1. In other words, you think the standard deduction amount will go down? I just don’t think that will happen based on the Social Security cost of living adjustment for this year and inflation, etc.

        1. If the Tax Cuts and Jobs Act expires on Jan 1, 2026, then the standard deduction will be cut roughly in half. The 10K limitation on deducting state and local taxes (property, income, real estate) will go away, making it more likely that you will itemize deductions.

          For something else to happen, Congress will need to act.

  21. Another thing to consider is that many of us booked stock market losses in 2022. A person could sell some of their traditional IRA”s and offset the gains with their 2022 losses and pay no tax on the conversion to a Roth.

    Personally, I have a fairly large taxable portfolio so I’m gonna save these losses to offset future gains in my taxable account. If I was close to a traditional retirement I would probably use the losses on a Roth conversion.

    1. My understanding is that distributions from a traditional IRA are considered ordinary income as opposed to capital gains, and therefore the capital loss offset would be limited to $3,000/yr. This doesn’t negate the strategy but it does limit it.

  22. Sam what are the chances that even if you are invested in Roth assets that the govt will eventually add a wealth tax that gets at our Roth assets even though technically this is not income taxes. So from that standpoint shouldn’t we look to diversify the risk by keeping a split in tax deferred or other tax shielded investments? Thanks

      1. I have always thought that any attempt to get at retirement account funds will target the employer contribution.

        The sales pitch to the general public is that everyone should do their “fair share” and the state won’t claw at the funds contributed from an individual’s paycheck. But the part contributed by the company wasn’t really that person’s to begin with, so it’s fair to go after that portion of the account. You didn’t work for it, you were given it, so now we all need to give to the greater good.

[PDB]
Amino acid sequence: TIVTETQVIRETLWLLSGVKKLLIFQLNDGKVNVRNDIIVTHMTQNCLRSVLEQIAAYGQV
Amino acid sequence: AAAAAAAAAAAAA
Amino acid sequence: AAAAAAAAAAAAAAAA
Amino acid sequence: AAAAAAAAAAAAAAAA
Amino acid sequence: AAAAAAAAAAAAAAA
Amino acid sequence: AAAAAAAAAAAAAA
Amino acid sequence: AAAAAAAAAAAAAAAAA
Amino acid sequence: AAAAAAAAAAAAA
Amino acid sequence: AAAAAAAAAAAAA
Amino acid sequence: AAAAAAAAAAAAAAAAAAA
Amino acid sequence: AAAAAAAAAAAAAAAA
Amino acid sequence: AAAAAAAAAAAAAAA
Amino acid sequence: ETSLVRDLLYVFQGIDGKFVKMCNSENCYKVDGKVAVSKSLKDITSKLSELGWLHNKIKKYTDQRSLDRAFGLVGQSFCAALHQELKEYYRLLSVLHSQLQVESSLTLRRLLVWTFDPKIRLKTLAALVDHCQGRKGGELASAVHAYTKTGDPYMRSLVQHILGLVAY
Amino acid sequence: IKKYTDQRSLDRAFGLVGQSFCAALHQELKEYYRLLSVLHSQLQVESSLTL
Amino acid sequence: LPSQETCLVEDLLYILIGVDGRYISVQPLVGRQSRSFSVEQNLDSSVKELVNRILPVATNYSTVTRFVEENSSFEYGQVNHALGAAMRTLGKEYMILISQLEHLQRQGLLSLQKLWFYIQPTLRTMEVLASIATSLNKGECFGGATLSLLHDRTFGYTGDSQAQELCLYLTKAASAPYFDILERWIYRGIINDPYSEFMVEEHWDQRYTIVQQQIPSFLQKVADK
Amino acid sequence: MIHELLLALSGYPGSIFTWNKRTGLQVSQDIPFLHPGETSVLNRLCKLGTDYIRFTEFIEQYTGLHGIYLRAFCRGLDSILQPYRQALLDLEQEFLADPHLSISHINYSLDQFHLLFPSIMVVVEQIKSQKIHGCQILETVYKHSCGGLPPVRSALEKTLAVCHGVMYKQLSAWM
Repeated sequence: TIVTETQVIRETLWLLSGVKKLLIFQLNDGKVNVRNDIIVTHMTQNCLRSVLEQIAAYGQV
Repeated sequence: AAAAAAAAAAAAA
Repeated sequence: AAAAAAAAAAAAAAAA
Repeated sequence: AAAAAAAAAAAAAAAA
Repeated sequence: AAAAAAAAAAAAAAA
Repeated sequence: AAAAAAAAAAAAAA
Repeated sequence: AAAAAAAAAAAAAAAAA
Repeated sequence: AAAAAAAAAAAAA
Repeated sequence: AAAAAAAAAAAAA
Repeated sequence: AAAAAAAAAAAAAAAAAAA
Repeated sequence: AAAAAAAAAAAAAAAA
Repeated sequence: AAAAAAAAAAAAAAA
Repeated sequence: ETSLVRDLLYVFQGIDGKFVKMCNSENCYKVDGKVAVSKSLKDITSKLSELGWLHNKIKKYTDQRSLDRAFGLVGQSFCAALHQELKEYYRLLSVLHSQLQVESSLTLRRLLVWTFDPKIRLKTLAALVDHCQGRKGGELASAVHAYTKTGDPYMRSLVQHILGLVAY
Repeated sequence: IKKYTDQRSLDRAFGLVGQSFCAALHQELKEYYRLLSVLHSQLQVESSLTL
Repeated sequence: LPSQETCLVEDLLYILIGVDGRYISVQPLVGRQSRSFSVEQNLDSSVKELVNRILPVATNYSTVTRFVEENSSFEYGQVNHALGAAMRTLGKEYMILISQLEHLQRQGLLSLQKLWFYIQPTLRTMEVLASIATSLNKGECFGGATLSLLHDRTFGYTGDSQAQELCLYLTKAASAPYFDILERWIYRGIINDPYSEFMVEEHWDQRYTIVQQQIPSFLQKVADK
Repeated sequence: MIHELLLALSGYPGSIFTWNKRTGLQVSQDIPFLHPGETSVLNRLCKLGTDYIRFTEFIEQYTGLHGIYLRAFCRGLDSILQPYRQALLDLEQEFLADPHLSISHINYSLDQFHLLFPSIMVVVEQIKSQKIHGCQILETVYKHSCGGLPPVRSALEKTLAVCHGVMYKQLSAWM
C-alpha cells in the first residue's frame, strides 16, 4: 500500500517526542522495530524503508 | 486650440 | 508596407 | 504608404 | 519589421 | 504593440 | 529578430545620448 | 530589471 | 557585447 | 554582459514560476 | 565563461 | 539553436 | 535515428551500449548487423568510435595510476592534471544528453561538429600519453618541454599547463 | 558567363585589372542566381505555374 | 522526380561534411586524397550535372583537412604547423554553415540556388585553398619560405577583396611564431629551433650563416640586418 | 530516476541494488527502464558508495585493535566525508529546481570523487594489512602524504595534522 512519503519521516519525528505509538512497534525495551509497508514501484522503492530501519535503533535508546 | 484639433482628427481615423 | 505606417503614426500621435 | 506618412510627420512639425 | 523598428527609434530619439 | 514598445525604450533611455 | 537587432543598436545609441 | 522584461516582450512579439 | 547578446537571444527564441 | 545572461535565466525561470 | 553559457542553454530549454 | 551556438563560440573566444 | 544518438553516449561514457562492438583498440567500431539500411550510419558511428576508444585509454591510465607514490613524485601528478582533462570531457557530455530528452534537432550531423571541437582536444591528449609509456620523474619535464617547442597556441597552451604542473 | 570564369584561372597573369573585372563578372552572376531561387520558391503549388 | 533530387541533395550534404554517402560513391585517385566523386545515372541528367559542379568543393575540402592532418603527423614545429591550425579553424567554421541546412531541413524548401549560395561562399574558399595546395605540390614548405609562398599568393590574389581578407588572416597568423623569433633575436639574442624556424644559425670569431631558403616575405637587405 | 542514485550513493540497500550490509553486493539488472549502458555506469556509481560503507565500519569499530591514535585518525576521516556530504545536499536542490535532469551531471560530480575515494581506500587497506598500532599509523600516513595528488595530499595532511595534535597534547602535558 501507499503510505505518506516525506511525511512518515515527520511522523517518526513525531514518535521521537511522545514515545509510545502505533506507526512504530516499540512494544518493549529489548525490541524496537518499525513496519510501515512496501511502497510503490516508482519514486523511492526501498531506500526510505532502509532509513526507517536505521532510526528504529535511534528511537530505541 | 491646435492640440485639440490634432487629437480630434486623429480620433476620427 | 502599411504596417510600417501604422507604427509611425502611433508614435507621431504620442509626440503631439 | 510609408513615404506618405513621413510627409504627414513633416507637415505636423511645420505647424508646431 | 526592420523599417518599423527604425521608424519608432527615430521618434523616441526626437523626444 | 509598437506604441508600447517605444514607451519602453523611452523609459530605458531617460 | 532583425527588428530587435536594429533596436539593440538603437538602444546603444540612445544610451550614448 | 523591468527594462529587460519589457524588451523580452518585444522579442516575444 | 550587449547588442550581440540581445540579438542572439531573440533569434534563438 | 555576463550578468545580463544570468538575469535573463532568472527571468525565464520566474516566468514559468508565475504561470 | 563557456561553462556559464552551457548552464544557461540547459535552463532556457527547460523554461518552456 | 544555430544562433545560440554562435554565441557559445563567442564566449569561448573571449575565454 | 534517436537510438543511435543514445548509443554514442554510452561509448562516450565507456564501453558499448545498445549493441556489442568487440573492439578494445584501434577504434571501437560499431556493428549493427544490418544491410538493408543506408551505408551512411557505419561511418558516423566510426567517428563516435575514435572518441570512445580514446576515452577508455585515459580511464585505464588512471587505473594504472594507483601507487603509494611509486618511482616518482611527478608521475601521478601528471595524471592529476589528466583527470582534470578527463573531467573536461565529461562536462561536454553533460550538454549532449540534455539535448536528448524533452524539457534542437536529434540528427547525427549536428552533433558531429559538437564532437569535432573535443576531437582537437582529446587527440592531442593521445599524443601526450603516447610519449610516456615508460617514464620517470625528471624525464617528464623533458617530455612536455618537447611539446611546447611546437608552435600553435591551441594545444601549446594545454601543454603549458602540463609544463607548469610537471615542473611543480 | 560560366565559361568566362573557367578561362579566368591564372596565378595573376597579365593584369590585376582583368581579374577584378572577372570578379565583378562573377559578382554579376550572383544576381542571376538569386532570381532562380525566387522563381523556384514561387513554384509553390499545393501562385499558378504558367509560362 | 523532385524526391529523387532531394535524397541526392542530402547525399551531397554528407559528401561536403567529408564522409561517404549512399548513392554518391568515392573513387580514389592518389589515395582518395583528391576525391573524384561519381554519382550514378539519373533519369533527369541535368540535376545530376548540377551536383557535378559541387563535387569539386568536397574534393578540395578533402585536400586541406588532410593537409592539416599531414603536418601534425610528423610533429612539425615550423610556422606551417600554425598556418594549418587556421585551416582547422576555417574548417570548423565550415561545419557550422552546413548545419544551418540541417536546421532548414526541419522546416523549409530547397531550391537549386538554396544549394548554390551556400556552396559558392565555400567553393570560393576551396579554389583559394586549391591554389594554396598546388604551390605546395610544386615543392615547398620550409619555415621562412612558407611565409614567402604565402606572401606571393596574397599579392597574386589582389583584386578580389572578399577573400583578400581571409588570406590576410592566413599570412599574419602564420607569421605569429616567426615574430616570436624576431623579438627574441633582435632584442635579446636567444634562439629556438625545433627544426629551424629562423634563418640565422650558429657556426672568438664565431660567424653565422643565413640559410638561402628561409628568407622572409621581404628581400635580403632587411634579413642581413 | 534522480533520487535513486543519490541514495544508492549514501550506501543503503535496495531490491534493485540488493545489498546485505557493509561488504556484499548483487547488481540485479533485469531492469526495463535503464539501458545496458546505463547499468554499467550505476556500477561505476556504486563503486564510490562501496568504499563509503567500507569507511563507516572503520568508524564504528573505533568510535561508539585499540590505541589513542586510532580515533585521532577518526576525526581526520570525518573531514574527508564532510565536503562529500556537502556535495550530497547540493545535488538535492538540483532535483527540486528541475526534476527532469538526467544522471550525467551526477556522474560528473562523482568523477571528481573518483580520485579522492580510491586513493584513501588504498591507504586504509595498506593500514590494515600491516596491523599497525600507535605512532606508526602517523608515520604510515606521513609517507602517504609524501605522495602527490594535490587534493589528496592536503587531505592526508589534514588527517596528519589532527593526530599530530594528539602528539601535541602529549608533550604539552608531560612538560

Many people who aren’t directly affected by such a move would probably go along with that logic. I’m planning on needing income producing assets in retirement because I expect to not get social security and also lose some of my employer contributions over the next 30+ years.

  23. Interesting to be reminded of those WWII/Korean war year rates. Should it come to blows with China over Taiwan (or even just increased saber rattling), increased military budget will need funding.

  24. One reason I favor a Roth, via back-door non-deductible contributions, is that it would reduce your income that is considered for Medicare premiums in retirement. If you pull from a tax-deferred account, you have to report it which could increase your Medicare premiums.

    1. If you want Medicare, assuming it’s even viable. But yes, ideally all your capital would be in a ROTH IRA. 0% all the way.

      1. Like many articles, discussing replacing current income in retirement rather than expected expenses. Found in retirement, my expenses much lower. Do agree with the need to convert some traditional to Roth over the next 2 years. Personally converting up to the 12% tax bracket.

  25. The expiration in 2026′ is of major concern, considering that federal tax collections as a percent of GDP have only been this high three times in the past. Every time we got this high it began to slow the growth of the golden goose. When they do expire in 2026′ I hope we at least get provided with more deductions/targeted incentives.

    It was great to hear Buffet speak out a little bit last week regarding buy backs and tax rates

    1. The Social Capitalist

      Vaughn, unsure where your numbers come from regarding tax collections to GDP. Just saw an article that they are at 16.5%, the lowest in the income tax era, much lower than most developed countries.
      I am for every individual minimizing tax loss but we have to pay for what we have. Medicare, SS and Defense (with interest coming on) are necessary features of government to stabilize and protect the population. Fine, if you disagree (Medicare expansions, for example) but the country was in a very bad place when these programs came about. So which do we cut and by what % when clearly almost everyone sees a rise in taxes once TCJA ends; the opposite of what you are stating?

  26. I thought it prudent to contribute to all Roth vehicles since as a military family, almost half our income was ten free to begin with. Stuffing that money into Roths means that the money will truly remain tax free.